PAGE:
Most of the malfunctions I have described throughout this article only happened sporadically or were caused by the technology itself, like sluggish LCD screens or cold lithium ion batteries. However, there were also errors I encountered on a regular basis, especially when temperatures dropped considerably. I have compiled most of these errors into the table below. Be warned though, that these observations only cover the very units of my personal gear. I do not claim that these malfunctions will happen to every lens/body of the same type and I also cannot give you a precise temperature of their occurrence. Consequently, please treat this information only as an indication.





Reduction of battery capacity

Below -25°C

Warming up in pockets

To be expected

Sluggish response of LCD back screen

Below -30°C


Unusable after around 2h of exposure to the cold

Sluggish response of AF field LCD indicators in viewfinder

Below -25°C


Use center AF point, focus-and-recompose-technique

Write error on SanDisk Extreme 64GB

Below -30°C



High Pitch sound of mirror and shutter movement of D810

Below -30°C


Sound made me cringe – always sounded like the shutter was about the burst

Zoom ring of AF-S Nikkor 24-120mm f/4 VR not rotating

Below -25°C

Slowly turn with more force

Some internal hook snapped out of place and I could not zoom the lens beyond 50mm anymore. Needed to warm up lens and forcefully rotate the ring back into place before lens fully functioned again

Aperture of PC-E Nikkor45mm f/2.8 not responding

Below -25°C

Turning camera on and off multiple times until aperture worked again


Nikon D810 unexpected shutdown during continuous shooting

Below -30°C

Avoid using live-view
Switch to fresh battery even when two bars are still shown

Usually buffered frames which were being written to SD-Card were lost.

Nikon D810 Timelapse stops when externally powered by Hawk Woods dummy battery


Switching camera to continuous silent shooting mode

Continuous silent shooting mode too slow for 2s intervals with 1s exposure times. Usually resulted inframedrops.

Locking levers of BL-5 battery door broke off

Below -30°C

Very careful handling, possibly without gloves

Nikon does not sell spare parts for this, so buying a completely new BL-5 is the only option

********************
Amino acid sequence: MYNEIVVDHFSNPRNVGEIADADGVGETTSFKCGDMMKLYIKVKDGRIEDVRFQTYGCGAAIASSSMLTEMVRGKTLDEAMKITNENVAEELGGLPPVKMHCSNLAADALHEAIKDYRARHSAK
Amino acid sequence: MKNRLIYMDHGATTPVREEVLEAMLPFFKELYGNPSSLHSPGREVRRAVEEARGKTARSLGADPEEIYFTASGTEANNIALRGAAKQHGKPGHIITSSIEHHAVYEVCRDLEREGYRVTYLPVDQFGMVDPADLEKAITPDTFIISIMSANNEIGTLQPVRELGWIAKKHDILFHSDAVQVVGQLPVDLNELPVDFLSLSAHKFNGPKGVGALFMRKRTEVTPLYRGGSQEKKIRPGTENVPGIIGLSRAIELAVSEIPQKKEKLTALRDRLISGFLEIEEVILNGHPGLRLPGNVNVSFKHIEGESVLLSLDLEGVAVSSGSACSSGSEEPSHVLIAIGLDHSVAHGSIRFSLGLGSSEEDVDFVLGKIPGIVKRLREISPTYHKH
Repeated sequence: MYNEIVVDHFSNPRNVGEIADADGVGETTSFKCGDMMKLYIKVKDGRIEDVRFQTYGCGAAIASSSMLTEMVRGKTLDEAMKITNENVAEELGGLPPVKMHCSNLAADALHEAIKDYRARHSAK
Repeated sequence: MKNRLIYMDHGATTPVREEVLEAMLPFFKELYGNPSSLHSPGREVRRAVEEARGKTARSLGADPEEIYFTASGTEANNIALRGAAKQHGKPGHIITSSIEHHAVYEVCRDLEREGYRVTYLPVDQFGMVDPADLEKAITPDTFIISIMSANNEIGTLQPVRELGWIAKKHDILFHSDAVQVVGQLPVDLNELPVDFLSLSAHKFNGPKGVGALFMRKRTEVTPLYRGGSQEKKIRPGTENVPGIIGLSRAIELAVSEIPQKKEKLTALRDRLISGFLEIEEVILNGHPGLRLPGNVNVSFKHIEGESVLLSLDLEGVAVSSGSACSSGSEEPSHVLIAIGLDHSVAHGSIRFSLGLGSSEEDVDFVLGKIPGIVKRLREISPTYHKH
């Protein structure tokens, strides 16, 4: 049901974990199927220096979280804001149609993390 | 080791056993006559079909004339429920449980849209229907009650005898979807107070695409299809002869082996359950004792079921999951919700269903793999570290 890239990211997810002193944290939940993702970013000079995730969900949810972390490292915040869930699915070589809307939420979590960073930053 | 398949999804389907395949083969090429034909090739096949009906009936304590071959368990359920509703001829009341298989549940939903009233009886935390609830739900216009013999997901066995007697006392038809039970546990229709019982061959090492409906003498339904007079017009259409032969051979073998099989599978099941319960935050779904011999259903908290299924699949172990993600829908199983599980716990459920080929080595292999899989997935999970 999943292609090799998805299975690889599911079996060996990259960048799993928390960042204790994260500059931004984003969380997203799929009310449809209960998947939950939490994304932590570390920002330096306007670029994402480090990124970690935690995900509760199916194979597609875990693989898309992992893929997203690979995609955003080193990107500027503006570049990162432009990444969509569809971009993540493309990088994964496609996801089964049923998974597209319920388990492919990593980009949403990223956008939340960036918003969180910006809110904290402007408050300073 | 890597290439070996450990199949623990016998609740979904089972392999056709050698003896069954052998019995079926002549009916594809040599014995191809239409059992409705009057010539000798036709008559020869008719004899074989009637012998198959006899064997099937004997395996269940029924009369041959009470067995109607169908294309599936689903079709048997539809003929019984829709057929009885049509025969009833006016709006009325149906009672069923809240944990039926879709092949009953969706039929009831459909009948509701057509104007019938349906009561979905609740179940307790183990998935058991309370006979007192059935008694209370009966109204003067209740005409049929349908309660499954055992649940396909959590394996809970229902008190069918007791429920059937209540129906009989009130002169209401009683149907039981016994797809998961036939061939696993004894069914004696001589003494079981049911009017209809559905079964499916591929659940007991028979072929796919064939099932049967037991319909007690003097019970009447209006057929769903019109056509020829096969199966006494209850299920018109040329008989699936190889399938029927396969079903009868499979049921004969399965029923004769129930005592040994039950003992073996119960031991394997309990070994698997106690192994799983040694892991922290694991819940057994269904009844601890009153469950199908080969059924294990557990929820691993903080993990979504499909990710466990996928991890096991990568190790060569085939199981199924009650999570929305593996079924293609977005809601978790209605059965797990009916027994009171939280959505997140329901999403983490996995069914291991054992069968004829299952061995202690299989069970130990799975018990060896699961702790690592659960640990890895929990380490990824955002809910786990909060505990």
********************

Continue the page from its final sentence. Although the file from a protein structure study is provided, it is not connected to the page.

Aside from the electronic portion of my gear which I expected to have limited performance in the most severe weather conditions, I also brought purely mechanical equipment, which I assumed would be affected negatively by the cold as well. First and foremost I am talking about my tripod and ball-head. Contrary to my initial concerns, both pieces of hardware performed exquisitely well and I hardly have anything negative to say. For the entire duration of the 11 months shoot I used a Gitzo GT5562LTS ( in combination with a Novoflex ClassicBall 5II ball-head ( Both pieces of equipment stayed outside for almost the entire time of the 11 months and I only ever brought them in after we had filmed in severe drift and they were all iced up.

In 2012 I had big problems with my Gitzo 1548MKII which would not allow me to change its height on very cold days since the rotating locks on the legs would just freeze up. Instead, at the beginning of each day, I always had to decide, whether I wanted to shoot high or low for the rest of it. With the GT5562LTS and the introduction of ALR in Gitzo tripods in general, that situation has improved dramatically. While locking and opening the legs did become harder and slower on very cold days of -30°C and below, it was still possible and I was able to switch between high and low shooting setups whenever I pleased. On warmer days, the tripod functioned as quickly and reliably as in “normal temperatures”. The only thing, which the tripod did not like too much were the constant vibration and shocks from traveling on askidoo. After a few months of usage some of the screws had come loose and needed to be fastened again back at the station. That’s a small price to pay for overall great performance though!

The ClassicBall 5II is made by the German company Novoflex and one of the most solid and precise ball-heads I have ever owned (and likely will ever own). Prior to my departure I contacted Novoflex and told them about my situation and that I was planning to use their product in an extreme environment like Antarctica. They warned me about possible performance reductions and then offered me to prepare a ball-head especially for my application. As a consequence, they custom made a ClassicBall 5II by enlarging the cavity for ball rotation as well as exchanging the normal lubrication by a lubrication which would be more viscous at low temperatures. It’s amazing to see that there are still companies out there who are willing to go the extra mile for their customers. As expected, the ball-head delivered a stellar performance even at -45°C. Ok, the friction control and the panorama base were more rigid than on a warm day, but they were still perfectly useable and exceeded my expectations by far.

In general I would always recommend to really know your gear and to invest in equipment that will not be hard to use in the shooting conditions you are planning for. Especially in severe weather people are usually somewhat occupied with their bodies and overall well-being, so having to deal with a hard-to-handle piece of equipment will just take away energy from the creative process and ultimately reduce your success as a photographer/filmmaker.Sometimes, less is more (as we experienced with complex gear like the DJI Ronin ;-))!

Finally, I would like to reiterate what I have written in my previous articles on Nikonrumors already: Even though photographing in a hostile place like Antarctica can be ridiculously hard work I have always enjoyed every minute of it. Being a physicist and electrical engineer by profession, overcoming the problems, which we encountered in the field was a challenging, but usually very rewarding task. Aside, seeing nature in all its glory and having the privilege to spend two years of my life in a place that most people will likely never get to see is an incredible gift.

I cannot thank my wife enough for letting me go on these two journeys, which have forever changed my life and the way I look at this planet.